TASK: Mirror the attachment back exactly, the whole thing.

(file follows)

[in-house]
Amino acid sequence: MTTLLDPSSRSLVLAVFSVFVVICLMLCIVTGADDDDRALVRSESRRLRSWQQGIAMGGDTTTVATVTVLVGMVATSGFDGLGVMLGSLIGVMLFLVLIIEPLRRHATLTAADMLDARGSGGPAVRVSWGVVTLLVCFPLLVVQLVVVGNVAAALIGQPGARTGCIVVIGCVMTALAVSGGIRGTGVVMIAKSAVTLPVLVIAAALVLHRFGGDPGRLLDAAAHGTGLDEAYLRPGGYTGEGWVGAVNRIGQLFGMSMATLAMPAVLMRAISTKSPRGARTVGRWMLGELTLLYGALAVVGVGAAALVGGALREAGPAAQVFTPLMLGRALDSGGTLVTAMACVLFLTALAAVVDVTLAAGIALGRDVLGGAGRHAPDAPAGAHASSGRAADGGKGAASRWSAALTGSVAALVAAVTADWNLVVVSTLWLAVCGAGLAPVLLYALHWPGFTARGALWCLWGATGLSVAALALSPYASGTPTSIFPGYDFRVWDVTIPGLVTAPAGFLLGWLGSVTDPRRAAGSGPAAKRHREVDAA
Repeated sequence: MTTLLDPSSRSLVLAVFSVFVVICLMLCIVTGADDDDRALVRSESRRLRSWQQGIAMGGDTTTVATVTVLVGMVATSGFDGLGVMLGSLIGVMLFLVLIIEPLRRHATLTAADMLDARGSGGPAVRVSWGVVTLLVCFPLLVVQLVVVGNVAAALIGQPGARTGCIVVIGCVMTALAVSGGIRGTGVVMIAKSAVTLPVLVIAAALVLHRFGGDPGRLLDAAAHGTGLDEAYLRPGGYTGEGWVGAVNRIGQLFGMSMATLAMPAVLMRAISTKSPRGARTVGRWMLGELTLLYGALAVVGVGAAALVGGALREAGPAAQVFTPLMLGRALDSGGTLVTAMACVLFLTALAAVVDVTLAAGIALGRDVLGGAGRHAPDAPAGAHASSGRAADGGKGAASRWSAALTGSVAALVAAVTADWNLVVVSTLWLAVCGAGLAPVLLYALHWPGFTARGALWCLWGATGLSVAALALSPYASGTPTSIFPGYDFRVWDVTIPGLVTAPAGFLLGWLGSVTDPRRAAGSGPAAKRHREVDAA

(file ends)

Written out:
[in-house]
Amino acid sequence: MTTLLDPSSRSLVLAVFSVFVVICLMLCIVTGADDDDRALVRSESRRLRSWQQGIAMGGDTTTVATVTVLVGMVATSGFDGLGVMLGSLIGVMLFLVLIIEPLRRHATLTAADMLDARGSGGPAVRVSWGVVTLLVCFPLLVVQLVVVGNVAAALIGQPGARTGCIVVIGCVMTALAVSGGIRGTGVVMIAKSAVTLPVLVIAAALVLHRFGGDPGRLLDAAAHGTGLDEAYLRPGGYTGEGWVGAVNRIGQLFGMSMATLAMPAVLMRAISTKSPRGARTVGRWMLGELTLLYGALAVVGVGAAALVGGALREAGPAAQVFTPLMLGRALDSGGTLVTAMACVLFLTALAAVVDVTLAAGIALGRDVLGGAGRHAPDAPAGAHASSGRAADGGKGAASRWSAALTGSVAALVAAVTADWNLVVVSTLWLAVCGAGLAPVLLYALHWPGFTARGALWCLWGATGLSVAALALSPYASGTPTSIFPGYDFRVWDVTIPGLVTAPAGFLLGWLGSVTDPRRAAGSGPAAKRHREVDAA
Repeated sequence: MTTLLDPSSRSLVLAVFSVFVVICLMLCIVTGADDDDRALVRSESRRLRSWQQGIAMGGDTTTVATVTVLVGMVATSGFDGLGVMLGSLIGVMLFLVLIIEPLRRHATLTAADMLDARGSGGPAVRVSWGVVTLLVCFPLLVVQLVVVGNVAAALIGQPGARTGCIVVIGCVMTALAVSGGIRGTGVVMIAKSAVTLPVLVIAAALVLHRFGGDPGRLLDAAAHGTGLDEAYLRPGGYTGEGWVGAVNRIGQLFGMSMATLAMPAVLMRAISTKSPRGARTVGRWMLGELTLLYGALAVVGVGAAALVGGALREAGPAAQVFTPLMLGRALDSGGTLVTAMACVLFLTALAAVVDVTLAAGIALGRDVLGGAGRHAPDAPAGAHASSGRAADGGKGAASRWSAALTGSVAALVAAVTADWNLVVVSTLWLAVCGAGLAPVLLYALHWPGFTARGALWCLWGATGLSVAALALSPYASGTPTSIFPGYDFRVWDVTIPGLVTAPAGFLLGWLGSVTDPRRAAGSGPAAKRHREVDAA